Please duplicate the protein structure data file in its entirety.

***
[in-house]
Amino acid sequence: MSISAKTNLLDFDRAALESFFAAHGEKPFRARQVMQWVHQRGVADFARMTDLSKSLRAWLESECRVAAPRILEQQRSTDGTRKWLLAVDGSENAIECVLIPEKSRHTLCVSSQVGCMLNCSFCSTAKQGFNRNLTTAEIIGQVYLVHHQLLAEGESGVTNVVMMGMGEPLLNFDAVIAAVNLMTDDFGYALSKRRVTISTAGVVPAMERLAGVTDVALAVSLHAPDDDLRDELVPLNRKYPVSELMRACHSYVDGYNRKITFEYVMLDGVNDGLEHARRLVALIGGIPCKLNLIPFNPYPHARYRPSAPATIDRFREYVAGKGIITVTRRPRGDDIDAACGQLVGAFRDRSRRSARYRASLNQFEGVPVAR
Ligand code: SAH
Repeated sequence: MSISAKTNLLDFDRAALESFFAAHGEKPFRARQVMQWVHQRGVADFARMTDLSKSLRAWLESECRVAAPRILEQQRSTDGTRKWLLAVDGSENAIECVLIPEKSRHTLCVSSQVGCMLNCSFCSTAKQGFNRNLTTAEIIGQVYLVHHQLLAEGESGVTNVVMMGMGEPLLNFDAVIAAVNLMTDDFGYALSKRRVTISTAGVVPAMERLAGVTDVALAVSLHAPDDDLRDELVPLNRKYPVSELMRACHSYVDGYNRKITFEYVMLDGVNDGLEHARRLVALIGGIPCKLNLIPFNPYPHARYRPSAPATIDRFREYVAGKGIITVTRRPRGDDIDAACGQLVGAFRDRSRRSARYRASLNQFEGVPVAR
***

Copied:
[in-house]
Amino acid sequence: MSISAKTNLLDFDRAALESFFAAHGEKPFRARQVMQWVHQRGVADFARMTDLSKSLRAWLESECRVAAPRILEQQRSTDGTRKWLLAVDGSENAIECVLIPEKSRHTLCVSSQVGCMLNCSFCSTAKQGFNRNLTTAEIIGQVYLVHHQLLAEGESGVTNVVMMGMGEPLLNFDAVIAAVNLMTDDFGYALSKRRVTISTAGVVPAMERLAGVTDVALAVSLHAPDDDLRDELVPLNRKYPVSELMRACHSYVDGYNRKITFEYVMLDGVNDGLEHARRLVALIGGIPCKLNLIPFNPYPHARYRPSAPATIDRFREYVAGKGIITVTRRPRGDDIDAACGQLVGAFRDRSRRSARYRASLNQFEGVPVAR
Ligand code: SAH
Repeated sequence: MSISAKTNLLDFDRAALESFFAAHGEKPFRARQVMQWVHQRGVADFARMTDLSKSLRAWLESECRVAAPRILEQQRSTDGTRKWLLAVDGSENAIECVLIPEKSRHTLCVSSQVGCMLNCSFCSTAKQGFNRNLTTAEIIGQVYLVHHQLLAEGESGVTNVVMMGMGEPLLNFDAVIAAVNLMTDDFGYALSKRRVTISTAGVVPAMERLAGVTDVALAVSLHAPDDDLRDELVPLNRKYPVSELMRACHSYVDGYNRKITFEYVMLDGVNDGLEHARRLVALIGGIPCKLNLIPFNPYPHARYRPSAPATIDRFREYVAGKGIITVTRRPRGDDIDAACGQLVGAFRDRSRRSARYRASLNQFEGVPVAR